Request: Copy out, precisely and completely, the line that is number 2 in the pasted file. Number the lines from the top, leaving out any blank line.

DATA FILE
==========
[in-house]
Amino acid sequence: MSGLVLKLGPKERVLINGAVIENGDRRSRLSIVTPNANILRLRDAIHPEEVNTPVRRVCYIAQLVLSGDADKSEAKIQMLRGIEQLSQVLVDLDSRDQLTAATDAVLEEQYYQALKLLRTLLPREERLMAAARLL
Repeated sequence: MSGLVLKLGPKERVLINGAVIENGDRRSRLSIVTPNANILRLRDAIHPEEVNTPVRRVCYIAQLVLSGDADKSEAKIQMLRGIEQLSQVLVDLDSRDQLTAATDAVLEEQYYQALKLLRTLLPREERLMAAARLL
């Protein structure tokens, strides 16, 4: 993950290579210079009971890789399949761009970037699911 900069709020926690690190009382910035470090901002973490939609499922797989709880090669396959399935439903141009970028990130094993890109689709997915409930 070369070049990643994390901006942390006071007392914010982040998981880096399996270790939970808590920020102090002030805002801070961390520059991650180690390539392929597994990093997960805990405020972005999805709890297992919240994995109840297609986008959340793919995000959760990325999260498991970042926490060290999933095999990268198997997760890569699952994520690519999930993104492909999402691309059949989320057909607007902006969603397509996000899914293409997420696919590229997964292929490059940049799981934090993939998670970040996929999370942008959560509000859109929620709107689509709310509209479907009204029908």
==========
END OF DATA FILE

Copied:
Amino acid sequence: MSGLVLKLGPKERVLINGAVIENGDRRSRLSIVTPNANILRLRDAIHPEEVNTPVRRVCYIAQLVLSGDADKSEAKIQMLRGIEQLSQVLVDLDSRDQLTAATDAVLEEQYYQALKLLRTLLPREERLMAAARLL